The following benefit changes are set to take place in 2016, some may be subject to change or approval.
Benefit and Tax Credit rates frozen
The main rates of working age benefits and tax credits will be frozen in cash terms for 4 years from April 2016. Pensioner benefits are excluded from the benefit freeze and will be protected by the ‘triple lock’.
Disability benefits, the disability-related elements of tax credits and statutory payments including Personal Independence Payment, Attendance Allowance, Disability Living Allowance, Employment and Support Allowance (Support Group only), Maternity Allowance, Statutory Maternity/Paternity Pay and Statutory Sick Pay, will be uprated in line with the Consumer Prices Index (CPI). The CPI was announced to have fallen in the year to September 2015 so this means that the benefits mentioned above will not be increased from April 2016.
Benefit Cap Reduced
There is currently a benefit cap in place restricting the amount in certain benefits that a working age household can receive. Any household receiving more than the cap has their Housing Benefit reduced to bring them back within the limit. This cap of £26,000 per year is to be reduced to £23,000 for households living in London and to £20,000 for those outside London. For further details see our Benefit Cap reduction April 2016 help page.
Landlords! – do you have any large families that will be squeezed further by this change?
Housing Benefit changes
Unlike other reforms the Chancellor announced directly affecting child related payments, withdrawal of the family premium in Housing Benefit (£17.45 when a claimant has one or more dependant children) will take effect from 1 May 2016, a year earlier than the reductions for children within Child Tax Credit. Removal of the family premium will affect both new claims and new births from 1 May 2016. For further details see our Family premium abolished May 2016 help page.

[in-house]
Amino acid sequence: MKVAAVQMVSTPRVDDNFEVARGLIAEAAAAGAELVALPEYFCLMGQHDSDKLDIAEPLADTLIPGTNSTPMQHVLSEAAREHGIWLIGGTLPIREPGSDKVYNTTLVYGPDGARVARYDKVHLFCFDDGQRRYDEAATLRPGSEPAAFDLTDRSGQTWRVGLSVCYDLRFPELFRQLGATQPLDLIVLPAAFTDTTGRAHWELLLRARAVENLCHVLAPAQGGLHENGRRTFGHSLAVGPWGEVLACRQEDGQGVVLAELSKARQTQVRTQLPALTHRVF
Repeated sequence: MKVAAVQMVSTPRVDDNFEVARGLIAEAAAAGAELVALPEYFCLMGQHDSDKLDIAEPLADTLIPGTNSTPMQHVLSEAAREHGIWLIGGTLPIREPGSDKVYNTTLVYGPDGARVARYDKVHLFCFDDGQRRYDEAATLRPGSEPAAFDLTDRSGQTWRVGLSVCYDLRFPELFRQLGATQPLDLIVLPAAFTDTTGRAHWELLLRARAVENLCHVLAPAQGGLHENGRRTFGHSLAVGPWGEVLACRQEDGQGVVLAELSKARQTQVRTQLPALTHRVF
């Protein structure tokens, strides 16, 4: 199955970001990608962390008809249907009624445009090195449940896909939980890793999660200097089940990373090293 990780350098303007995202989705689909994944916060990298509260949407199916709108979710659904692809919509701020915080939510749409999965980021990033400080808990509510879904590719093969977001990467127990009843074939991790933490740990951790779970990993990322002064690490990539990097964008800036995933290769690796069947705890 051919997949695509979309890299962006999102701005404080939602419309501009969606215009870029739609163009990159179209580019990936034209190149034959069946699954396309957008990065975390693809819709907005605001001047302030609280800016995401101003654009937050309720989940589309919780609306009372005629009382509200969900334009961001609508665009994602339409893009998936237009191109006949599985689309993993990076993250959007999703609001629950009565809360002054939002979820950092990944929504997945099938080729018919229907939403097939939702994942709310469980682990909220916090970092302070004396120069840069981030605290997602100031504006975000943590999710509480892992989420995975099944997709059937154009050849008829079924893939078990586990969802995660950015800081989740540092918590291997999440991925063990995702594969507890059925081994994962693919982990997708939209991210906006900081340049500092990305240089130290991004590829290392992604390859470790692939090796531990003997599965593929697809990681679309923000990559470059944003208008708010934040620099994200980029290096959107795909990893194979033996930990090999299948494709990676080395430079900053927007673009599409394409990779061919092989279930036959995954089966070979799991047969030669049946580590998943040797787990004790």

This mainly effects how landlords vet their tenants – as it will have a massive impact when you do part time calculations for affordability; as tenants’ top ups will increase dramatically. We will have to monitor how this effects affordability because it may either lead to not being able to accept many part time workers into properties or you will have to re-adjust the acceptable top up levels by increasing them.
TO GIVE AN EXAMPLE – we just did a Housing Benefit calculation for a girl working 15 hours and when we remove the family premium her contribution jumps from £85.80 to £134 = £48 extra for them to pay under new rules
Housing Benefit backdating will be reduced so that new claims from working age claimants will be backdated for a maximum of four weeks. Currently, if you are working age, your Housing Benefit claim can be backdated for up to six months if you can show good cause for making a late claim and you would have qualified for the benefit sooner.
Universal Credit changes
The work allowance in Universal Credit, the amount you can earn without your benefit being affected, will be reduced from April 2016. For disabled people and people with children it will be reduced to £192 per month if you have housing costs and £397 per month if you don’t have housing costs. The work allowance will be abolished altogether from April 2016 for non-disabled, childless claimants meaning your benefit is reduced as soon as you start earning.
The Childcare Costs element of Universal Credit currently pays for 70% of your registered childcare costs up to a monthly limit of £532 for one child or £912 for two or more children. From 11 April 2016, this will increase so that you will be able to claim back up to 85% of your paid out childcare costs up to a monthly limit of £646 for one child or £1108 for two or more children.
Until UC rolls out beyond new / single claimants this won’t affect us.
National Minimum Wage increased
The National Minimum Wage will be ‘rebranded’ as the National Living Wage and will be increased to £7.20 per hour for those 25 or over from April 2016. It will reach £9.00 per hour by 2020.
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